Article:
Faux – an adjective meaning to imitate.
Faux wallpaper has come a long way since its inception and production back in the late 1960s. Back then, wallpaper was the standard interior staple and floral power was in (both in movement and wallpaper!). Although the introduction of timber lacked realistic quality, and wood imagery was illustrative, punters loved the innovation and bought rolls by the bucket load.
The faux wood craze of that era into the 1970s provided a whole generation with a replicable interior scheme that at the time was revelatory and consisted of a brown wood/formica base, accented with orange, yellow and green accessories as well as, differing textured layers of polyester, tassel, corduroy and shag.
Today, technology has afforded the dramatic development of faux wallpapers and murals that have realistic appeal, that photo quality, by making it difficult at first glance to differentiate from the “real thing” (that is, until people start walking towards the wall for a close-up inspection and ‘touch test’).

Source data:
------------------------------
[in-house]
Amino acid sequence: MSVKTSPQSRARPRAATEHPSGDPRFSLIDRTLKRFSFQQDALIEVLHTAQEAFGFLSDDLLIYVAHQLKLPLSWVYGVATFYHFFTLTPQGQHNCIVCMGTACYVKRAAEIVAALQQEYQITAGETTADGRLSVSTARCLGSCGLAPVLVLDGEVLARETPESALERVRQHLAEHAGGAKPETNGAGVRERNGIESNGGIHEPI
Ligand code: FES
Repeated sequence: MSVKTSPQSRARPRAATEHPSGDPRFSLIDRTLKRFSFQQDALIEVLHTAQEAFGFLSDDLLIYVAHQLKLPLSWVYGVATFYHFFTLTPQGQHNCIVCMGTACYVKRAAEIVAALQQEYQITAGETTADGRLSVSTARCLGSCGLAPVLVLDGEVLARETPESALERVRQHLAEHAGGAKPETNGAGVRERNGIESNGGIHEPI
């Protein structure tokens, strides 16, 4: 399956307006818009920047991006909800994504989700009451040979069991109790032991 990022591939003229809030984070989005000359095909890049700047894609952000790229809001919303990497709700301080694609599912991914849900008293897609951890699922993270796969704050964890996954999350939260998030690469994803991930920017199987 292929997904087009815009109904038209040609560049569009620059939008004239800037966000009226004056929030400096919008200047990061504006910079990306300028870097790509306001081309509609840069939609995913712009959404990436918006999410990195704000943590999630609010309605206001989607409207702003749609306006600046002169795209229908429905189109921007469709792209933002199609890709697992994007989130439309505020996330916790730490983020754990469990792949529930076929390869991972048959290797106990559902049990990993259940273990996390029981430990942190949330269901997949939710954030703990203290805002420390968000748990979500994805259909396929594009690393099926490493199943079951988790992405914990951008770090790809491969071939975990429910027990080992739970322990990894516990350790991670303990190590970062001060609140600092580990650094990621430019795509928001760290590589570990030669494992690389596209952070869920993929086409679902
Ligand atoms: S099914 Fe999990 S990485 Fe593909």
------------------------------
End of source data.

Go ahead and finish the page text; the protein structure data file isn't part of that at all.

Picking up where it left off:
Most people opt to go the ‘faux way’ based on wallpaper’s ease of use over raw materials and – have we even addressed the cost of using the ‘real McCoy?’ Enough said.
Of course, there is one hard and fast rule when it comes to choosing which faux wallpaper is right for you and your home and that is, you have to love your faux!
Below we’ve compiled some amazing images of faux material wallpapers that will trick your mind into thinking that real material is used. Note, that not all images featured here are available through Aspiring Walls, but used here to illustrate different wallpapers that are in the market. Bear in mind, that with any hi-res image, we can print any mural to specification.
Agate and mineral
Paint effects and knitted wool
Tile and crumbled stone
Alligator skin and spilled ink